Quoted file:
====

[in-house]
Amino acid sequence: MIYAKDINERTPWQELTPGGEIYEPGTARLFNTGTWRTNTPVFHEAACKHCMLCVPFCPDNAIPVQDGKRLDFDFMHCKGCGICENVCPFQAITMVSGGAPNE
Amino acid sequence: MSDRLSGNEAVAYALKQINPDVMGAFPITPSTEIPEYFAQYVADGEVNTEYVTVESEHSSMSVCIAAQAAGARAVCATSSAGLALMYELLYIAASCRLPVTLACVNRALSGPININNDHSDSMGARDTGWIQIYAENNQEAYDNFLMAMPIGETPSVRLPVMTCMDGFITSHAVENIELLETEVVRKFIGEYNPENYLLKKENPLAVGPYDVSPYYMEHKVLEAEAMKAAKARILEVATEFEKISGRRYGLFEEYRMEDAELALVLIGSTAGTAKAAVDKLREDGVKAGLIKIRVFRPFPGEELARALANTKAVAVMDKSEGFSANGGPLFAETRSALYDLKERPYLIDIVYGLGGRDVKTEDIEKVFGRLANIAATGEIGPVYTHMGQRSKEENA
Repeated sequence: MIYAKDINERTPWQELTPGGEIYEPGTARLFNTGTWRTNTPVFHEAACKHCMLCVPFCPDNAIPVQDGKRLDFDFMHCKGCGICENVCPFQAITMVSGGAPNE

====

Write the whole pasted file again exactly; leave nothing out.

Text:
[in-house]
Amino acid sequence: MIYAKDINERTPWQELTPGGEIYEPGTARLFNTGTWRTNTPVFHEAACKHCMLCVPFCPDNAIPVQDGKRLDFDFMHCKGCGICENVCPFQAITMVSGGAPNE
Amino acid sequence: MSDRLSGNEAVAYALKQINPDVMGAFPITPSTEIPEYFAQYVADGEVNTEYVTVESEHSSMSVCIAAQAAGARAVCATSSAGLALMYELLYIAASCRLPVTLACVNRALSGPININNDHSDSMGARDTGWIQIYAENNQEAYDNFLMAMPIGETPSVRLPVMTCMDGFITSHAVENIELLETEVVRKFIGEYNPENYLLKKENPLAVGPYDVSPYYMEHKVLEAEAMKAAKARILEVATEFEKISGRRYGLFEEYRMEDAELALVLIGSTAGTAKAAVDKLREDGVKAGLIKIRVFRPFPGEELARALANTKAVAVMDKSEGFSANGGPLFAETRSALYDLKERPYLIDIVYGLGGRDVKTEDIEKVFGRLANIAATGEIGPVYTHMGQRSKEENA
Repeated sequence: MIYAKDINERTPWQELTPGGEIYEPGTARLFNTGTWRTNTPVFHEAACKHCMLCVPFCPDNAIPVQDGKRLDFDFMHCKGCGICENVCPFQAITMVSGGAPNE